Jean-Siméon Chardin - Soap Bubbles

by Alexandra Tuschka


Gently and with great concentration, a finely trimmed boy blows a soap bubble through a small tube. It has already grown to considerable size! To stabilise himself, he has placed his arm on the stone ledge of the window. Here we can see the white sleeves of the shirt. In general, this youth has put a lot of time into his appearance. His hair is finely combed back and knotted into a plait with a black ribbon, but there is a thick corkscrew curl on either side of his cheeks. Another child with a funny cap has probably climbed up on his toes to watch the whole thing. His face is in shadow; we can make out his eyes and nose, his mouth is cut off. Chardin holds the viewer in the same tension: if the young man exaggerates, the bubble bursts. If he releases it at the right moment, it disappears into the air; if it becomes too heavy, it sinks to the ground. The soap jar next to the boy is still quite full and tells us that the two boys could thus make many more attempts.

Chardin, a French painter of the Rococo period, repeatedly painted children playing cards, playing badminton or - as here - blowing soap, a popular pastime at the time. At least three versions of this motif are known to exist, differing only in their choice of framing. Here, for example, we see a portrait format that reveals a view of a deciduous tree or bush that romantically surrounds the scene. In another version, at the Metropolitan Museum, Chardin reduced the scene to a square, making it even more intimate. Like a "zoom" in a film, we as viewers are brought even closer and can see the delicate reflections of light on the soap bubble come to life.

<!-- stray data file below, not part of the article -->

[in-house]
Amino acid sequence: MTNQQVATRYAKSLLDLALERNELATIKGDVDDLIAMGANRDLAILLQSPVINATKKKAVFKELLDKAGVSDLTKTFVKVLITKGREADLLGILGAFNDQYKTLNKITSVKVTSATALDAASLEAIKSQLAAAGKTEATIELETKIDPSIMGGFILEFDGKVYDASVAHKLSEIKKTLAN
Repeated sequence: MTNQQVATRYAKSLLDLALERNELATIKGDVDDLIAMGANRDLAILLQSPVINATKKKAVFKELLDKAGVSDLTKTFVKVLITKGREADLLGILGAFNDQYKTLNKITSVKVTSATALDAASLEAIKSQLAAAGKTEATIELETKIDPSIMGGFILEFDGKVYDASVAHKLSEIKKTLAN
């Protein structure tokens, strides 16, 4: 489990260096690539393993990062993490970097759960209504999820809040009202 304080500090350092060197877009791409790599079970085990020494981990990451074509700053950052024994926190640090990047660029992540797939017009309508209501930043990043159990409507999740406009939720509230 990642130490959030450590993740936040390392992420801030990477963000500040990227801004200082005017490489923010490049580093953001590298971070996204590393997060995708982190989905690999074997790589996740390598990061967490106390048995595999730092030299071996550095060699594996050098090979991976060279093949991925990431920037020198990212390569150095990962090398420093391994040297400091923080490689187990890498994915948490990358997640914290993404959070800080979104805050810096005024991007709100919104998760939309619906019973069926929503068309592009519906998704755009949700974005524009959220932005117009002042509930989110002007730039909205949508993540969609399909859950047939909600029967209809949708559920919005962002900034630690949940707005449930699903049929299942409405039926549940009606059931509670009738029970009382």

To what extent the whole subject is to be understood in the sense of the "Homo Bulla" iconography remains questionable. Especially in the Netherlands, soap bubbles and also soap-bubbling children became a vanitas expression. The theme was popular in 17th century Dutch prints, which were widely used in France. Life was equated with a soap bubble, as it too could end at any time. In this engraving by Hendrick Goltzius, we see this same theme with a child leaning on a skull and playing with soap bubbles. In this case, it is more likely to be understood that Chardin wanted to depict the everyday games of children, as he did in other paintings, but without implying a deeper layer of meaning. With such light and playful motifs, the painter fits in well with his epoch. Compared to other of his fellow Rococo painters, he remained quite realistic. Nevertheless, he skilfully keeps the viewer in suspense. The viewer is challenged to think the motif through to its conclusion.



Jean-Siméon Chardin - Soap Bubbles

Oil on canvas, 74.6 x 93.0 cm, ca. 1733-34, National Gallery of Art, Washington


Jean-Siméon Chardin - Soap Bubbles

Oil on canvas, ca. 1733-34, Metropolitan Museum of Art


Hendrick Goltzius - Homo Bulla

Copper engraving, 1594, 21.3 x 15.7 c,. Rijksmuseum, Amsterdam